You may have heard us squeaking about our new mouse regulatory build in our Ensembl 93 release blog. If you’re interested in finding out what exactly a ‘regulatory build’ is, and how to view and download this data in Ensembl, then this is the blog for you!
What is the Ensembl regulatory build?
The Ensembl regulatory build is our method of annotating features on the genome (currently for human and mouse only) that are involved in the regulation of gene expression (Figure 1).
These features include:
- Promoters and promoter flanking regions
- CTCF binding sites
- Transcription factor binding sites
- Open chromatin regions (a.k.a. hypersensitive sites)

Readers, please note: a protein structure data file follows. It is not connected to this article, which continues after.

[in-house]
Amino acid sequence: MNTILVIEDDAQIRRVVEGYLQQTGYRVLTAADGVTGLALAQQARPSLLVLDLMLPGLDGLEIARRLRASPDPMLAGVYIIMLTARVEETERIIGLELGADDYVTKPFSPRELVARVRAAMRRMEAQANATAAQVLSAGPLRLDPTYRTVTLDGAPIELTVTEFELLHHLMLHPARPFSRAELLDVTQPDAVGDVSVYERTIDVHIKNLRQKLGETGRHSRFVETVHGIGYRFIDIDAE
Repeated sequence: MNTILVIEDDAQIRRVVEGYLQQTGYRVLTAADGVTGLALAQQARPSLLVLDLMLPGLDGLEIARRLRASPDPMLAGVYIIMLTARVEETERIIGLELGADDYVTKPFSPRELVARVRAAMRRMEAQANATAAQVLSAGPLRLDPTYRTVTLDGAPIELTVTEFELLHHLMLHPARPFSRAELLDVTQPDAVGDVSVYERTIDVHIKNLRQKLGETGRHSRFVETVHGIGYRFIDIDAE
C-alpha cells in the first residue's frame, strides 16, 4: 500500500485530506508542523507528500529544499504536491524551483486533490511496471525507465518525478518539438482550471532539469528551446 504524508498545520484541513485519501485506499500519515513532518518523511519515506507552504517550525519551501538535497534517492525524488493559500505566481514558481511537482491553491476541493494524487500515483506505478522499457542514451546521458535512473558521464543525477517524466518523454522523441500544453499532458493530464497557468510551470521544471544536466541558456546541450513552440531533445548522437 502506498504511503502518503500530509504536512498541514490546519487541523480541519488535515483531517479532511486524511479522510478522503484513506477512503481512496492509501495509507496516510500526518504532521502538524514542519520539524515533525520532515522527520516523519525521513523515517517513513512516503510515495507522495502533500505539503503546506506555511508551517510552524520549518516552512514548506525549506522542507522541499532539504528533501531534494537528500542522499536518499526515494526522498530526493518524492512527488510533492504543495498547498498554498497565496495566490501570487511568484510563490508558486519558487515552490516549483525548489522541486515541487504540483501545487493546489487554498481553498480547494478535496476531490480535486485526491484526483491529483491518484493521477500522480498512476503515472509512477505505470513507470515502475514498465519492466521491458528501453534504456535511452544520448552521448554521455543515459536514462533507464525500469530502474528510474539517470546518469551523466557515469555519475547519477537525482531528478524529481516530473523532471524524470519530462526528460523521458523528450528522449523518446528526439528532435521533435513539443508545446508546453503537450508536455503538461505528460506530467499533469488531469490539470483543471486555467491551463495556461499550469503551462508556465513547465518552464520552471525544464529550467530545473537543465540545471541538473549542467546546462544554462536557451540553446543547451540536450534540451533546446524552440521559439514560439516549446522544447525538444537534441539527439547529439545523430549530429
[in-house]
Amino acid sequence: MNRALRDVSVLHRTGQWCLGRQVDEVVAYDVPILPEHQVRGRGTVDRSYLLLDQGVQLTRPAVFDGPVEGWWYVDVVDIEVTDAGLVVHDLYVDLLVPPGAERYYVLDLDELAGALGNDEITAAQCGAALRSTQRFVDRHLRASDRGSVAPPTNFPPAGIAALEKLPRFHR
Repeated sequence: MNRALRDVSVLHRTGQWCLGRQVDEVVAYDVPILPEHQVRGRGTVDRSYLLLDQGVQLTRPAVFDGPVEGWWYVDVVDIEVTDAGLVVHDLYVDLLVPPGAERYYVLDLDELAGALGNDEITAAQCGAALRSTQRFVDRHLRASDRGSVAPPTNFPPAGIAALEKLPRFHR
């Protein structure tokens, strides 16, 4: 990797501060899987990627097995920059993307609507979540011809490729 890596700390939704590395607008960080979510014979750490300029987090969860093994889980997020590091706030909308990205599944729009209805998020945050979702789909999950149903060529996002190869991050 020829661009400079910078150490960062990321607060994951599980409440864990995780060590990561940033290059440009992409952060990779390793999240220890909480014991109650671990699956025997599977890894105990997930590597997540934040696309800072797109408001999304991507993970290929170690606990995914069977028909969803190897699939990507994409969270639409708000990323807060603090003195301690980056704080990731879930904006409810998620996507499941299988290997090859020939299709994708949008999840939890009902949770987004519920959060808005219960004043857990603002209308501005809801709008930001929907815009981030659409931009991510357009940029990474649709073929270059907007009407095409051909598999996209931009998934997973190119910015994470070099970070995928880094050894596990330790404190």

For mouse, the sequencing data that we use as evidence for annotating these features comes from the ENCODE consortium (Figure 1). We import data from a wide range of cell types (a.k.a. epigenomes), and we use evidence from all of these to annotate the locations of the features. These annotated features create the ‘regulatory build’ and we also display the activity and raw data for each of these features for each cell type.
For every cell type in the regulatory build we predict a regulatory feature to have one of the following levels of activity:
- Poised (where the epigenetic signature shows the potential to be activated)
- Repressed (where the epigenetic signature includes modifications known to repress activity)
- Inactive (where the epigenetic signature shows no evidence of modifications related to activity)
- NA (no available data in this cell type)
What does the new mouse regulatory build bring?